NOAA did the right thing with J35, and did not take her newborn calf from her after it died, and J35 did not let go. What would J16/Slick do, if her live, nearly four year old calf were taken from her? How would the rest of J50's pod and extended family react? NOAA has stated they would only capture J50 if she live stranded or was separated from her pod. J50 has been seen often traveling with her family, but at times falling behind, sometimes by a mile. However, if Scarlet is captured and her family is within about ten miles, they will hear her distressed calls and respond.
We have all seen photos and videos of Southern Resident orca pods during captures in the 60s and 70s, when calves were being separated from their moms. None of the orcas would leave the area until the very last captured whale was lifted from the water and driven off on a flatbed.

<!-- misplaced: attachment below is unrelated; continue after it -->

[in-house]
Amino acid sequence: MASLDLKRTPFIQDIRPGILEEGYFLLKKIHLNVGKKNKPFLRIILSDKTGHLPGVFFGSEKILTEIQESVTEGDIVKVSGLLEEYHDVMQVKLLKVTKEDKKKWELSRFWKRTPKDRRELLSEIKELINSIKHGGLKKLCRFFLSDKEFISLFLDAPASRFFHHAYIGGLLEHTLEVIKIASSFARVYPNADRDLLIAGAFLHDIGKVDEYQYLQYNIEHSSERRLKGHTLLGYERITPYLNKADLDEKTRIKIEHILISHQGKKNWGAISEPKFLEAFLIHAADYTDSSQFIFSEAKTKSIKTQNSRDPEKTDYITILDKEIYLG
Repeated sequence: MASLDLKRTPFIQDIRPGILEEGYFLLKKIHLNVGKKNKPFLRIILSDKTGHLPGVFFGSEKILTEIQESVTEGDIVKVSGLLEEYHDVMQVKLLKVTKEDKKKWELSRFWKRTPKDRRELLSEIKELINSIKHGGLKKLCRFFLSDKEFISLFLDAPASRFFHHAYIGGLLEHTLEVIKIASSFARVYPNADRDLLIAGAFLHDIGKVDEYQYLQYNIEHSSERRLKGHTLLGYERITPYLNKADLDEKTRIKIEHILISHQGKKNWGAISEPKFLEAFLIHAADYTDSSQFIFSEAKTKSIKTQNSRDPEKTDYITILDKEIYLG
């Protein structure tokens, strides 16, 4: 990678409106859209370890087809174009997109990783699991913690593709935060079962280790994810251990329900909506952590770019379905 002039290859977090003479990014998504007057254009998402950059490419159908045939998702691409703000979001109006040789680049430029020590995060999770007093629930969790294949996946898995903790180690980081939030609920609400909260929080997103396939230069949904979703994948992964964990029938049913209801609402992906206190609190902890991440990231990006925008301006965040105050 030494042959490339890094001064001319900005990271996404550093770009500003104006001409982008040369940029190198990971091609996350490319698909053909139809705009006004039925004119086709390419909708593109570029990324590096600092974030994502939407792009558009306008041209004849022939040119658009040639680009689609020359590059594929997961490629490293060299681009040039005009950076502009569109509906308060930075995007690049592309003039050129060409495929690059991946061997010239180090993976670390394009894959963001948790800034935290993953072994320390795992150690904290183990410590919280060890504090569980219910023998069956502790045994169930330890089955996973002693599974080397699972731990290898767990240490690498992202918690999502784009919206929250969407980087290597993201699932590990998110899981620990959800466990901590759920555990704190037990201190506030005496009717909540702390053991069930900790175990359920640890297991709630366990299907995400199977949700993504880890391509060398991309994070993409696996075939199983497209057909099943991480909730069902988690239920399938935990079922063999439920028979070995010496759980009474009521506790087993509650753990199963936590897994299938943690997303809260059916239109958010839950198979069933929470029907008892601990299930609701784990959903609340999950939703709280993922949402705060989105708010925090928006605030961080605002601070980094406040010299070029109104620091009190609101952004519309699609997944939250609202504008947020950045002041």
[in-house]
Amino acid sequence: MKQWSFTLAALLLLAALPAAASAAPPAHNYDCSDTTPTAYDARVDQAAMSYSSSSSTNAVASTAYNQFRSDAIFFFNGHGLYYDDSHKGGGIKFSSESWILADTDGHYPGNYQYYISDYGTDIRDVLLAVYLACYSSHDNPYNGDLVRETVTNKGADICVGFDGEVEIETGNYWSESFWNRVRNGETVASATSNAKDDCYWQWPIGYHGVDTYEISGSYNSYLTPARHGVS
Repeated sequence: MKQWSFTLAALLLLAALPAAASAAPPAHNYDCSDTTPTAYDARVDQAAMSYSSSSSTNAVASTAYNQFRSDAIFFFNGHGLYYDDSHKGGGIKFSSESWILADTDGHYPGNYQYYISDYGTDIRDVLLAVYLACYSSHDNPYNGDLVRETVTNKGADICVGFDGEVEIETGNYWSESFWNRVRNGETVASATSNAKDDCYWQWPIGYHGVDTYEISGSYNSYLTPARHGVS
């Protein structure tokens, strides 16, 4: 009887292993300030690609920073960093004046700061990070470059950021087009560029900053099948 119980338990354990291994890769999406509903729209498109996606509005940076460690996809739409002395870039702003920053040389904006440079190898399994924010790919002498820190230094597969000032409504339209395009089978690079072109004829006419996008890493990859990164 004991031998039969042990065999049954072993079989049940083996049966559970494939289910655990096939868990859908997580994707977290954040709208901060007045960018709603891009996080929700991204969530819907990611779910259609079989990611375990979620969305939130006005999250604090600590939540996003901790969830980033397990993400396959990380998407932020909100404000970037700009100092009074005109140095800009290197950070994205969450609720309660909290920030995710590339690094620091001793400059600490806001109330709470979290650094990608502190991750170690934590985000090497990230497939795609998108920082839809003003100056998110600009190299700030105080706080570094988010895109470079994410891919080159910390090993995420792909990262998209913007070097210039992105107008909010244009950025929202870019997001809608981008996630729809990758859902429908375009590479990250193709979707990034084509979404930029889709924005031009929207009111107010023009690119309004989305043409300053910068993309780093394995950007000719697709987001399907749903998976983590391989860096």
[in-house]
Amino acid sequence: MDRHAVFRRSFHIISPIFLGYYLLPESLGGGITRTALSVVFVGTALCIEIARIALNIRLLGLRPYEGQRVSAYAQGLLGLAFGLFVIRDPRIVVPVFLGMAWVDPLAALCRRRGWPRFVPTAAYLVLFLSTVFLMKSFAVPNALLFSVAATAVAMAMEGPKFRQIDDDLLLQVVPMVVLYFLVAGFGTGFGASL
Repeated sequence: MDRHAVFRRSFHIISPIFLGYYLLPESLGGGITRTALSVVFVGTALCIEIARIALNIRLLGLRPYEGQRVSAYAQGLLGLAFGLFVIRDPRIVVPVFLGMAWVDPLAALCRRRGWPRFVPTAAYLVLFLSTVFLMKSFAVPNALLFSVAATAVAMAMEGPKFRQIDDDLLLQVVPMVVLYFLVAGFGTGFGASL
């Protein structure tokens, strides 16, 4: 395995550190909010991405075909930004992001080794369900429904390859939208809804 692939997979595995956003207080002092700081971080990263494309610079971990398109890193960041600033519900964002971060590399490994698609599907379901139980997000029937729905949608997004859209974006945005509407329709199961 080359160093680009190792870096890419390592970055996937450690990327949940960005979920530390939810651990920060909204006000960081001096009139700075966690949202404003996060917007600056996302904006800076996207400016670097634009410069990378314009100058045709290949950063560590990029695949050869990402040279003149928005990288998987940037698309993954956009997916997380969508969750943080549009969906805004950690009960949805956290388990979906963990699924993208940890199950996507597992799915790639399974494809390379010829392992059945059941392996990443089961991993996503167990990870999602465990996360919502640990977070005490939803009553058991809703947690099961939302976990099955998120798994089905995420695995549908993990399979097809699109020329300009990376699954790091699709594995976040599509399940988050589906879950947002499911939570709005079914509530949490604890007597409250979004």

We ask that you think about what is best for J50 and her family. We all need to ask questions to make sure that whatever the plan is for J50, that it considers the ongoing trauma and stress on she and her family and the odds of whether or not treatment will actually help her survive.
Similar attempts by NOAA Fisheries recently to help the Vaquita in Mexico resulted in a critically endangered Vaquita being captured and not surviving. There are lessons to be learned from that experience.
We must also not take our attention off the bigger picture for the future of ALL Southern Resident orcas, and keep urging NOAA and other Federal and State agencies to make the hard decisions and take bold action to save Chinook salmon, in every way they can. "